The 10000 Hour Myth

You are familiar with it. We have all been exposed to it.

The “10,000 hours to mastery” idea has been discussed in many business books and general books about life. However, I believe that Malcolm Gladwell was the one who began it all, or perhaps it was research that he made public.

The argument that will be presented is that talent is not innate. However, it is possible to cultivate talent. You only need to put in a lot of work by practicing repeatedly. He even went so far as to calculate the least amount of time you need to practice to reach “mastery,” and he determined that the minimum amount of time required is 10,000 hours. The argument goes like this: look at all these incredible, brilliant people and how they have succeeded in their respective industries. Even if you were to question them directly, they would not attribute it to skill. They won’t beat about the bush when they tell you that getting to where they are now required a lot of sweat and toil. Some people put in even more than 10,000 hours of labor on it. However, it appears that this is the bare minimum.

In the study, participants included world-famous chess players, superstar tennis players, basketball stars, classical singers, and more. It’s been proven repeatedly that perseverance and hard work are more important than natural skills and are the driving forces behind success.

As a result, we continue to believe that to become experts at anything, all we need to do is put in a lot of effort and spend 10,000 hours at it. So although it wasn’t easy, it was straightforward.

Just one little point of contention. When you consider the many areas in which the individuals mentioned above achieved great success, you will see some fascinating parallels. You might argue that Yo-Yo-Ma and Michael Jordan couldn’t be more different from one another, and you wouldn’t be wrong. They are not comparable in any way. However, their “fields of play” are pretty similar.

You are probably asking yourself, “How is playing the cello similar to playing basketball? They are poles apart in every way imaginable. However, they are!

These areas and the ones mentioned above have strict rules, norms, and regulations. In almost every sport, game, and musical genre, players are expected to adhere to a predetermined set of guidelines. If you violate the rules, you will not succeed. If you give it some thought, you’ll see that these “worlds” or fields are part of a particular aspect of reality. They are similar to video games but with a more contained universe. There is a limited number of things that are permitted, but there is a vast number of others that are not. If you give it some thought, it’s like how artificial intelligence players can get good at games like Dota 2; the game’s universe only has a restricted set of rules to follow.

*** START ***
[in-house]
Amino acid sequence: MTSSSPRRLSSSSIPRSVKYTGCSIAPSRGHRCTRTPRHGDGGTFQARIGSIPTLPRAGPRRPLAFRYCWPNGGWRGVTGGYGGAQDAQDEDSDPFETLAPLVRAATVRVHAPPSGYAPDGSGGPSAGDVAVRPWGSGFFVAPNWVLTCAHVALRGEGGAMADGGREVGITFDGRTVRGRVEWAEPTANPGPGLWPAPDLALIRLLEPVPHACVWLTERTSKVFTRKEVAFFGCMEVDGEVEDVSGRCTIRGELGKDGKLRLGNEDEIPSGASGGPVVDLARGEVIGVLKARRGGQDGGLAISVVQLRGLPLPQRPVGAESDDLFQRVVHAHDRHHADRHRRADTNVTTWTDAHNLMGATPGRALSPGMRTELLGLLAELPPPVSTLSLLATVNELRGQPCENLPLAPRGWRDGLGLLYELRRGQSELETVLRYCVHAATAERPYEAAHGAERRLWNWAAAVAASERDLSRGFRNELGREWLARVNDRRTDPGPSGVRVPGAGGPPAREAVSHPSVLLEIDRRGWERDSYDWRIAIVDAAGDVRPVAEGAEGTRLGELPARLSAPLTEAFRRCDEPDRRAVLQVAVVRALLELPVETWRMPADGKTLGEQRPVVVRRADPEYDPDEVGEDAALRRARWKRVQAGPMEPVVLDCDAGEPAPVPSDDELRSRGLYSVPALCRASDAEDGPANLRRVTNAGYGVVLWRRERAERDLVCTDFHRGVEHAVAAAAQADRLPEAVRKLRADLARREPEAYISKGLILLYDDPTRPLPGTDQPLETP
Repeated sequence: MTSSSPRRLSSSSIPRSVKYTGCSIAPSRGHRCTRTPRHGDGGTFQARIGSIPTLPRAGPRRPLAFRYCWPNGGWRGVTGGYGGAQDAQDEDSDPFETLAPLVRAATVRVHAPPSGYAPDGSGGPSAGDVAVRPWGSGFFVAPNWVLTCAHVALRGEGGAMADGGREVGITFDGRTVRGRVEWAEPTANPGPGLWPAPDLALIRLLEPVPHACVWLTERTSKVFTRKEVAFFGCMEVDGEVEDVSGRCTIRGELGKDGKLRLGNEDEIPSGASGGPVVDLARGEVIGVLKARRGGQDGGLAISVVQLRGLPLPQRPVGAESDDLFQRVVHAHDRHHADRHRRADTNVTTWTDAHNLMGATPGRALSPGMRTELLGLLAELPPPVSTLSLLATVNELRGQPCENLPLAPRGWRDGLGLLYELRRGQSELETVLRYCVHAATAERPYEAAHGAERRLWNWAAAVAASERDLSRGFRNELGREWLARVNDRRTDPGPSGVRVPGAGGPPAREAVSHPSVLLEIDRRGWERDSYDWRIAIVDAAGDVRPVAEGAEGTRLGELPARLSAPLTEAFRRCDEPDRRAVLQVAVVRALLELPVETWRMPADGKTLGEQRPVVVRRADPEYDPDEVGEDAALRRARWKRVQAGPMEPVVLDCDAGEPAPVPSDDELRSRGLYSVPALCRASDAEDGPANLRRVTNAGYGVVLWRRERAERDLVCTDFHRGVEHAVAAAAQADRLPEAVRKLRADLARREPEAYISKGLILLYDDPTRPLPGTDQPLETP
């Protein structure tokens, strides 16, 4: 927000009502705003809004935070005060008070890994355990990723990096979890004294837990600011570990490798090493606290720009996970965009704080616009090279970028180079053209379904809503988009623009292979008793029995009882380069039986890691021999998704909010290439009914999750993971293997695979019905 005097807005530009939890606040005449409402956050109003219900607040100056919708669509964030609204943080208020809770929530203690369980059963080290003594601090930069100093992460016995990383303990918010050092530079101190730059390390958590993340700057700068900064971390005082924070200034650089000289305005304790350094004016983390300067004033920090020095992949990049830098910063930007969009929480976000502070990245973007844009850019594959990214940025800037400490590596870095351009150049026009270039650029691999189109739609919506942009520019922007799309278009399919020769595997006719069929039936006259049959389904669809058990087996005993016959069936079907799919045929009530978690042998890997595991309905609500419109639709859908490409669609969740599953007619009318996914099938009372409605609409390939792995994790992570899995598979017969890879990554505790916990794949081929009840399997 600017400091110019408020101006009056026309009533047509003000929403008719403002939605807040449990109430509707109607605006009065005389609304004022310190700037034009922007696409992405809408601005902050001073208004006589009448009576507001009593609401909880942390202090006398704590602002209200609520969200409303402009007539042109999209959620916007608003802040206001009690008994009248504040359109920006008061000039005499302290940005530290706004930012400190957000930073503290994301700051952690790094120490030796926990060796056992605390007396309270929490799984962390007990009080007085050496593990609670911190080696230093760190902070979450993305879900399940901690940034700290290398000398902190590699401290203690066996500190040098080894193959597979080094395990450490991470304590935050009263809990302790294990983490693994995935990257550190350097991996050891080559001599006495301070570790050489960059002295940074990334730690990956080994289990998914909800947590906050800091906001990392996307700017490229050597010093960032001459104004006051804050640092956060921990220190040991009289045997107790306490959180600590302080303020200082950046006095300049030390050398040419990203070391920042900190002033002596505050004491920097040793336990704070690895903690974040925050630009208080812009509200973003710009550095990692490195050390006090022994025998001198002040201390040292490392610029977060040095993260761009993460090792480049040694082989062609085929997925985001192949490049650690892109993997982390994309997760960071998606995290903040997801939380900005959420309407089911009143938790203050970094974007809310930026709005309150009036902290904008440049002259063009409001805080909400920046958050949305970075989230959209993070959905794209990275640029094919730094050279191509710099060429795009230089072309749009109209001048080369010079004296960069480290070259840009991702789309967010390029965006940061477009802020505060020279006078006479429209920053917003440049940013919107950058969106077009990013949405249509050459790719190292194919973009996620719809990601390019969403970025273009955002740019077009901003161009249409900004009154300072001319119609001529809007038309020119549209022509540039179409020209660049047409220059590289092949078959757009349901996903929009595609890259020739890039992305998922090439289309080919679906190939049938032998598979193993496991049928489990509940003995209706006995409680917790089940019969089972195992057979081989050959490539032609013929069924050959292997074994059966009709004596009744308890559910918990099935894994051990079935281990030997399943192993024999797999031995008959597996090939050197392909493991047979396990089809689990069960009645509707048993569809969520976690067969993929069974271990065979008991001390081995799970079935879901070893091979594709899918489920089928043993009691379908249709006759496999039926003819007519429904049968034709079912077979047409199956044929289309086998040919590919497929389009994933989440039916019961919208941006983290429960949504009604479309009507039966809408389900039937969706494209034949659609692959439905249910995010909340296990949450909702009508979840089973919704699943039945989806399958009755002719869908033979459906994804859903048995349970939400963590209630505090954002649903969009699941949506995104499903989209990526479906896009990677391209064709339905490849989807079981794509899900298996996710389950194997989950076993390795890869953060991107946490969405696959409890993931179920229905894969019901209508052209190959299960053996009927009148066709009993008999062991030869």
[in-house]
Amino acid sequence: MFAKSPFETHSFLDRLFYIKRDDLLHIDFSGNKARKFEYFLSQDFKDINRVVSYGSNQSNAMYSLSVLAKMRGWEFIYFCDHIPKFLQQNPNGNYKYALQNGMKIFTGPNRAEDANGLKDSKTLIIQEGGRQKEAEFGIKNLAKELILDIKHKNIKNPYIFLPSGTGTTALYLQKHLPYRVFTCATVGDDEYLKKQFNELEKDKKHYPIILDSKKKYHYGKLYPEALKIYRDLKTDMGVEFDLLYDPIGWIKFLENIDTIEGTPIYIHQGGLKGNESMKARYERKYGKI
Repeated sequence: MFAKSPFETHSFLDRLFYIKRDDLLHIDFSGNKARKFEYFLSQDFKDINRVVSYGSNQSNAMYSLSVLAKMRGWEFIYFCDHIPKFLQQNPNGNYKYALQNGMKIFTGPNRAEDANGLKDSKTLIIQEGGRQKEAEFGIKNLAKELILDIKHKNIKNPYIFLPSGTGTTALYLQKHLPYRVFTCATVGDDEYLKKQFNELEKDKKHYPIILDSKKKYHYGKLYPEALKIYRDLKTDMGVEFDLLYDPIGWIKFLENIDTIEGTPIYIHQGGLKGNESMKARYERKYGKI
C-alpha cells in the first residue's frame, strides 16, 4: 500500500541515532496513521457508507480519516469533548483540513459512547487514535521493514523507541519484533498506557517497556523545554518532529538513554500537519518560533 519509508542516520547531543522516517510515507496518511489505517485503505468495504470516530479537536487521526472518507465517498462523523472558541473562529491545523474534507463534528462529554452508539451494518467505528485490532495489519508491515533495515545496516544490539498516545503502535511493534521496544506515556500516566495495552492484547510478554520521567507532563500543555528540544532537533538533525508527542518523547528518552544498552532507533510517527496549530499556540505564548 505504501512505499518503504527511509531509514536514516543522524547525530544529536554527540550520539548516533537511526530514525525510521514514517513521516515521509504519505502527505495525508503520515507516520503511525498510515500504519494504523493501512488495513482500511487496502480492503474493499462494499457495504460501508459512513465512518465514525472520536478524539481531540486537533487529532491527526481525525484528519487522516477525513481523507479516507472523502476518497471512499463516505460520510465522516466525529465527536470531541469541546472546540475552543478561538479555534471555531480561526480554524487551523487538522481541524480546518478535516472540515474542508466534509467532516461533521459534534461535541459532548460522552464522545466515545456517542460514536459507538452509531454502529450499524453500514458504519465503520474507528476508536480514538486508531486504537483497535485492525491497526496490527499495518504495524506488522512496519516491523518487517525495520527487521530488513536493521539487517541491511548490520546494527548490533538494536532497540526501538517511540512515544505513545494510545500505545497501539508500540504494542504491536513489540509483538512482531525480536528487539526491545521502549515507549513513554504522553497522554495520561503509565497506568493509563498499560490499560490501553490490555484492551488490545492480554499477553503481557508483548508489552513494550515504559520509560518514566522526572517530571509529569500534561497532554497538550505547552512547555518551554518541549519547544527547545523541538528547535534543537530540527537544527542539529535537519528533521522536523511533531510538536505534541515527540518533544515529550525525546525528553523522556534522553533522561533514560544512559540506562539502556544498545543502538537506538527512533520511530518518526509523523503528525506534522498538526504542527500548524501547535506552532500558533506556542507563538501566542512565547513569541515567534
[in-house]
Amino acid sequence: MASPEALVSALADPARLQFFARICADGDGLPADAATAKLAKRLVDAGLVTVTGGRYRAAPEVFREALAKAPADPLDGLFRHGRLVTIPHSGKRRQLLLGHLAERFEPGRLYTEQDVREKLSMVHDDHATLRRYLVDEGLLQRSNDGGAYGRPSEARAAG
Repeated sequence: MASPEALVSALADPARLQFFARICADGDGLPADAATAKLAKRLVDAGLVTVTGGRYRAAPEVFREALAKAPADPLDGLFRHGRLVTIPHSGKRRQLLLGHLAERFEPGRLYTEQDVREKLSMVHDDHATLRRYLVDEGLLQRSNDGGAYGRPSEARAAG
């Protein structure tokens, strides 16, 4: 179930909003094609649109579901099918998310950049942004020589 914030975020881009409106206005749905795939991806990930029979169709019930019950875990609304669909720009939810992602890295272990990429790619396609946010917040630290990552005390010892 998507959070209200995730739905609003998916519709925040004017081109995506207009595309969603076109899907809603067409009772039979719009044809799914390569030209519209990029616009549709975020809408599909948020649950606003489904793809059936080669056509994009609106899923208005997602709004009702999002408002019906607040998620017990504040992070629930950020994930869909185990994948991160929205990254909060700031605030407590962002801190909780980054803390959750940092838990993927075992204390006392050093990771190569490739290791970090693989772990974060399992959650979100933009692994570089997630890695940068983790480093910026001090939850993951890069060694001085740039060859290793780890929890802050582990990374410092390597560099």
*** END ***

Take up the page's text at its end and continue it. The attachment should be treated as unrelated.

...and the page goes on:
If you play inside these “worlds,” it is likely that 10,000 hours of gameplay will be enough to achieve mastery within that particular “world,” where the rules seldom change. This level of perseverance and effort is sufficient to produce results.

But what about everything that exists outside those worlds?

What about the actual world, with its minimal number of guidelines? What about the realm of new technologies and fledgling businesses? Some things are legal and things that are not, but within the realm of lawful things, there is a near-infinite number of ways to proceed. The regulations that govern the corporate world are constantly shifting. Because the rules are continuously being updated – the rules that were in effect when Facebook and the iPhone were created are very different from the rules that are in place today – releasing a product that is comparable to either of those products today will not result in the creation of a new Facebook or a new iPhone.

The real world is nearly entirely unexplored by the player. Since of this, we cannot just replicate past successes as they were because everything is constantly evolving. The rules are continuously being updated. They have even altered between the time you read the first line of this article and the one you are currently reading in this post.

How are you supposed to achieve your goals when the rules are constantly shifting, when things that were successful in the past no longer apply, and vice versa? If there isn’t a road plan to success, how can you possibly navigate to it?

It is not difficult at all. You choose to disregard Yoda and attempt. Experiment with a wide variety of options and discover what ends up working best. Make a significant number of little bets on many uncertain outcomes rather than a few large bets on a small number of “guaranteed things.” It’s part of a venture capitalist’s job. It’s what the most innovative new businesses do (MVP and openness to pivoting). It’s a practice adopted by the most forward-thinking companies.

It is the action that you ought to do. You won’t be confident of victory, but doing so will improve your odds to the greatest extent possible. If you are not currently employed in any of the “worlds with rules” described in the paragraphs, immediately before this one, you should take those 10,000 hours, try 10,000 different things, and see what stands out.